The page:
The feudal lords promote numbness to the problems of the state; the prophets promoted a renewed imagination through critique. These critiques ultimately acted as the birth of a new reality of hope for the oppressed. When the systems of power are critiqued, those on the margins almost always see it as “good news,” because the ability to imagine an alternative community can soon become a reality. Critique and grief combat numbness. Hope and imagination combat despair.

Not much has changed today, except the amount of wealth there is to go around of people. The system says it’s more free than before, but there’s still a pecking order. The rich and powerful can use their money and power to get out from under the law, thus proving that there really is no law, order, or justice, at least for them. The law and order is still for the commoner, the peasant, the ones who are lower on the totem pole. Nelson Mandela once said that “in prison, illusions can offer comfort,” but if you’re not in a literal prison, these illusions become the prison.

All around us, if you’re paying attention, are illusion. The dominant culture wants those on the bottom to see life a certain way, through numb-filled-glasses. So many of the concerns of the peasants arise from planted impulses to become someone or something that we are not. We have been indoctrinated into this authoritarian-political-consumer culture that dominates the weak. We are told in many different ways by many different people that certain realities of our culture/nation are untouchable truths, and that particular ways of being and behaving are not only preferred, but expected.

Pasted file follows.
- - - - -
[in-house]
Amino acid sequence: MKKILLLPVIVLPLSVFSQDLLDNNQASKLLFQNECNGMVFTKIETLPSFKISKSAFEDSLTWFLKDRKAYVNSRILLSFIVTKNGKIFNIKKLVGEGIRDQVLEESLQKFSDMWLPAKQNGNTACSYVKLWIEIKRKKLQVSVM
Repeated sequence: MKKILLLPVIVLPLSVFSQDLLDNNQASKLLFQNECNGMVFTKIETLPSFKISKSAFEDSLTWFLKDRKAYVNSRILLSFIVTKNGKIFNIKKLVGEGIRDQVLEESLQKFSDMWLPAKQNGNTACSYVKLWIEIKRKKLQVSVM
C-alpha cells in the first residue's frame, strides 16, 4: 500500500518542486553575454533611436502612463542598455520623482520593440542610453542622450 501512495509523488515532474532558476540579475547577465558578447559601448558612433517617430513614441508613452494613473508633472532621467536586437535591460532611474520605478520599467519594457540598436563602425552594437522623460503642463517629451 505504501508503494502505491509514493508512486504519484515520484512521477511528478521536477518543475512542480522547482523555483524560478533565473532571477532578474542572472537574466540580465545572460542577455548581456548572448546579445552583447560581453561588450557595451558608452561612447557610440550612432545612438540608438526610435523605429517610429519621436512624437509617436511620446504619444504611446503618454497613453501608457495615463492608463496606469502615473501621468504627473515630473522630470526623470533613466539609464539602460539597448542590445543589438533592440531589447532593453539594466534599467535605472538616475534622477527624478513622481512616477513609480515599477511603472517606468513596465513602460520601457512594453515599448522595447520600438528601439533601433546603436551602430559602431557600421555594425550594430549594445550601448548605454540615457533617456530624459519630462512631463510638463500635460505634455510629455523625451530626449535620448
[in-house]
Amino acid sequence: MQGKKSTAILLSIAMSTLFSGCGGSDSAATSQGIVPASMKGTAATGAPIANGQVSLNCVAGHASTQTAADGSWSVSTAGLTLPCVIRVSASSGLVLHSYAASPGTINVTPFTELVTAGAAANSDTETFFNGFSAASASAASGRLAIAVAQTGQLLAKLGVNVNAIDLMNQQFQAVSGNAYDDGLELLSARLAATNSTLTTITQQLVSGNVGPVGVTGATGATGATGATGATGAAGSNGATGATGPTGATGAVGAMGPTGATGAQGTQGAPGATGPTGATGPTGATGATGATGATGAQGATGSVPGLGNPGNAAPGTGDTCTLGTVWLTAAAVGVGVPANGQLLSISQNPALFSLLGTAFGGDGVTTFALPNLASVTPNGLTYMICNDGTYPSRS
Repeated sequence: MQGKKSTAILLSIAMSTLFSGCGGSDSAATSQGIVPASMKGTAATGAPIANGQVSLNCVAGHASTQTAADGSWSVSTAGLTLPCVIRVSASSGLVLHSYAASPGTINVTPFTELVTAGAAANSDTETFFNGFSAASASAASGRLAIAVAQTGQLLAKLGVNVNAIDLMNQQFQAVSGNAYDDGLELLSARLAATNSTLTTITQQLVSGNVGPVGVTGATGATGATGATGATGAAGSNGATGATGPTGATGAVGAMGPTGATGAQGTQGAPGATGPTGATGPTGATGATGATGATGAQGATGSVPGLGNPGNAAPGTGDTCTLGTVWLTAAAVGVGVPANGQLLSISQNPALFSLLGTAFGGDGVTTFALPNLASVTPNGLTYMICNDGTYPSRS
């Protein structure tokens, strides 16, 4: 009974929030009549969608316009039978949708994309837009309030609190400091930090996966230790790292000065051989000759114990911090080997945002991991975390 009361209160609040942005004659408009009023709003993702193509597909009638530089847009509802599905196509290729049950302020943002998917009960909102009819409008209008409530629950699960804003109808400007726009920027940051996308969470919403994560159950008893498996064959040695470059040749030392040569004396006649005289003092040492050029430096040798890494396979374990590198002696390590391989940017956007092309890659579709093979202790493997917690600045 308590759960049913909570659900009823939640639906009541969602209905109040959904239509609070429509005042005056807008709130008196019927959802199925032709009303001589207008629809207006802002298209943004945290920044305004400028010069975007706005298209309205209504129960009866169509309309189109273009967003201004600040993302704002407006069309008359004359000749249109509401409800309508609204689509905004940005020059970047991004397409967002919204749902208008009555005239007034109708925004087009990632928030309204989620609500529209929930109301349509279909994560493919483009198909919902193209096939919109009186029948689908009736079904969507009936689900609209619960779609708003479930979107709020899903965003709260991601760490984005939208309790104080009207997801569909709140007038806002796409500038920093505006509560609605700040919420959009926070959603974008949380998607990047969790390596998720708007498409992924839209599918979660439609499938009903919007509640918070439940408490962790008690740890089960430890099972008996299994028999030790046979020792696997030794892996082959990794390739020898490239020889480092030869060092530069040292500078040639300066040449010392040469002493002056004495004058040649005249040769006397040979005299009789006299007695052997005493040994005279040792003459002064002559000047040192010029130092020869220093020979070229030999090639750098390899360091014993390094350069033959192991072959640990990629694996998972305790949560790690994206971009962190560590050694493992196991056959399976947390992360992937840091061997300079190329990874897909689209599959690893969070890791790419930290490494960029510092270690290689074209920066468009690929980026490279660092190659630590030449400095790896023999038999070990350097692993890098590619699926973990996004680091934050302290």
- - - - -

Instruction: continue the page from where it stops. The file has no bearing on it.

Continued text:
The prophetic hope-builder in the 21st century has the difficult task of evoking and displaying a new way to be human, to nurture alternative forms of living, and to expose the dominant powers of the day as fraudulent. It is at this point, where kings and rulers die (metaphorically and literally), where new life and new eyes emerge. After all, wasn’t it the prophet Isaiah who received new life and new eyes in the year the king had died (Isaiah 6:1)? When false kings die, the true King can be seen. This is what prophets/prophetesses long to see happen.

There’s much more that can be said here, but for now, the prophetic language of grief is meant to critique the numbness of the kingdom so that lament can happen and imaginations can be birthed again; HOPE. For without voicing the pains of oppression, lament and grief will never truly happen, and if lament and grief never happen, true healing and HOPE will never be realized. A false reality will prevail and the “royal consciousness” will continue to silence. We need prophetic imaginations to have the freedom to spread throughout the land. This is the way of the true kingdom where alternative communities reside, where the status quo is flipped on it’s head, where forgiveness comes from confession; power from weakness; life from death; glory from humility; beauty from ashes; sanctification from suffering; joy from obedience; healing from grief; fullness from being emptied.